Federal Reserve Chair Janet Yellen will have some good news to tell Congress this week about the health of the labor market.» Read More
Soleil's Carol Berger wondered aloud last week what will happen when the Fed stops buying mortgage backed securities in 2010? She fears that without that deep pocketed bidder there will be no other natural buyer and mortgage rates could go up enough to hurt the housing market. Seeing as how we are partners I figured part of my job would be to help find that reassurance she is looking for.
Sen. Dodd’s reform bill would jeopardize the Fed’s ability to safeguard the U.S. economy, said Frederic Mishkin, former Federal Reserve Board governor and a Columbia University economics professor on Thursday.
U.S. President Barack Obama ranked at the top of the list of the world's most powerful people, according to Forbes.
Andrew Ross Sorkin says so. Cramer talks Wall Street meltdown with the author of “Too Big to Fail.”
Treasury secretaries have made "a strong dollar policy" the key part of their rhetoric, but the currency has lost nearly a fifth of its value.
Unemployment will shoot to 10.5 percent by the middle of next year, constraining the Federal Reserve's ability to raise interest rates, according to a Reuters poll.
In some cases, the difference between a winner and loser is often in the eye of the beholder--who can be a victim or a beneficiary--or simply a political ideologue. That’s why we want readers to weigh in and vote on a variety of people and concepts. We’ll report back with results and rankings on December 1.
A new report, released by employment Web site CareerBuilder.com, ranked the top metro areas with the most job postings on the site between January and October 2009.
The U.S. unemployment rate blasted past the psychologically important 10-percent mark Friday as nonfarm payrolls fell by 190,000 last month. It's the first time the unemployment rate -- now at 10.2 percent -- was in double digits since June 1983.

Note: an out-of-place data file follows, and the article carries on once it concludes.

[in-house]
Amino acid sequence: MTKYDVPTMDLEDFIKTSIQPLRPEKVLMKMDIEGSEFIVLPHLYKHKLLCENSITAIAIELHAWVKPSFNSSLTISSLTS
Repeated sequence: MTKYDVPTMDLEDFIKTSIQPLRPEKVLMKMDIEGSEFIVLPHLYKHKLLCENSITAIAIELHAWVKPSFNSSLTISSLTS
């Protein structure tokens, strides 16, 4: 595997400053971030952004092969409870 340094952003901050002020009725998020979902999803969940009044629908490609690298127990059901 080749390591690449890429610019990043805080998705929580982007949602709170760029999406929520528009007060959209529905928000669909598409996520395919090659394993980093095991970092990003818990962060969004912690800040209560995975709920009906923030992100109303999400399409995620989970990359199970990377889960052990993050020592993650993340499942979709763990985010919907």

While the stock market is cheering easy money, the cheering is very short-sighted. I wouldn’t buck the tape, but I regard the Fed’s policy as a storm cloud over stocks and the future economy.
While US officials publicly support a strong dollar, in private they don't appear so worried about its recent slide.
The best way for the Federal Reserve to smoothly exit from its current stance on monetary policy is to make it more a process than an event, says bond expert Tony Crescenzi.
The Federal Reserve ought to signal that it's ready to back off the strong monetary easing policies it put into place during the financial crisis, Kevin Ferry of Cronus Futures Management told CNBC.
Maria Bartiromo will be hosting a special edition of Closing Bell today live from the CME Global Financial Leadership Conference in Naples, Florida and will get rare and exclusive access to Paul Volcker, Former Chairman of the Federal Reserve.
US third-quarter GDP data was "horrible" and investors will soon realize that it wasn't as good as they initially thought, Marc Faber told CNBC.com.
The proposed financial reform bill would amend the Federal Reserve Act to take away the central bank’s independent ability to bailout a specific company.
On a surface level it may seem like the United States' debt position, the biggest in the world, is also the worst. But when the numbers are looked at on a more relative basis, the total amount of debt owed by the US, although still quite high, seems more reasonable than that of other nations... at least for now.
Wall Street has set its sights beyond a relatively low-impact earnings season and is now looking for bigger and better things.
A cursory look at quarterly earnings suggests corporate America is regaining its foothold. But a look at the stock market's reaction indicates otherwise.
Stocks surrendered earlier earnings-fueled gains on Friday as investors began to lock in some profits. So where should you put your investment dollars now? Brian Place, president of Place Financial Advisors, and Peter Boockvar, equity strategist at Miller Tabak, discussed their market outlooks.